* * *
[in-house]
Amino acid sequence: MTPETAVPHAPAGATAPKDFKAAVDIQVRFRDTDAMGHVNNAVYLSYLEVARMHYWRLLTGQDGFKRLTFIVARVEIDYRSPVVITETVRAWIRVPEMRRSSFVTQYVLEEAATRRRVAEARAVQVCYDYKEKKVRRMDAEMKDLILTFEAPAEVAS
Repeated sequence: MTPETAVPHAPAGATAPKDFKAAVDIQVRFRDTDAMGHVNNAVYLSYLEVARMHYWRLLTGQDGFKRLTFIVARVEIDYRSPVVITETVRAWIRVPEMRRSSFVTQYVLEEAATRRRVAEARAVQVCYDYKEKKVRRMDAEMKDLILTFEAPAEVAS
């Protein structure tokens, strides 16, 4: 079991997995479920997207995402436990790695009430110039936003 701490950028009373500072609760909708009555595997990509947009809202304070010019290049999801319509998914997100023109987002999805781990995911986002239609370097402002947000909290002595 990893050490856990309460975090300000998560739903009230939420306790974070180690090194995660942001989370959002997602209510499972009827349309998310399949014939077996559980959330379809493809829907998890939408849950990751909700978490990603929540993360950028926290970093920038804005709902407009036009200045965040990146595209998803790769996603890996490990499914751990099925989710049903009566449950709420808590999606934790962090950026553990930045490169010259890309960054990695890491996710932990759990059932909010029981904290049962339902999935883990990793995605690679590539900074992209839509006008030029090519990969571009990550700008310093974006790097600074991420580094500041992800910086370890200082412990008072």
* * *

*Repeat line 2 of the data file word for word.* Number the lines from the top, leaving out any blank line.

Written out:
Amino acid sequence: MTPETAVPHAPAGATAPKDFKAAVDIQVRFRDTDAMGHVNNAVYLSYLEVARMHYWRLLTGQDGFKRLTFIVARVEIDYRSPVVITETVRAWIRVPEMRRSSFVTQYVLEEAATRRRVAEARAVQVCYDYKEKKVRRMDAEMKDLILTFEAPAEVAS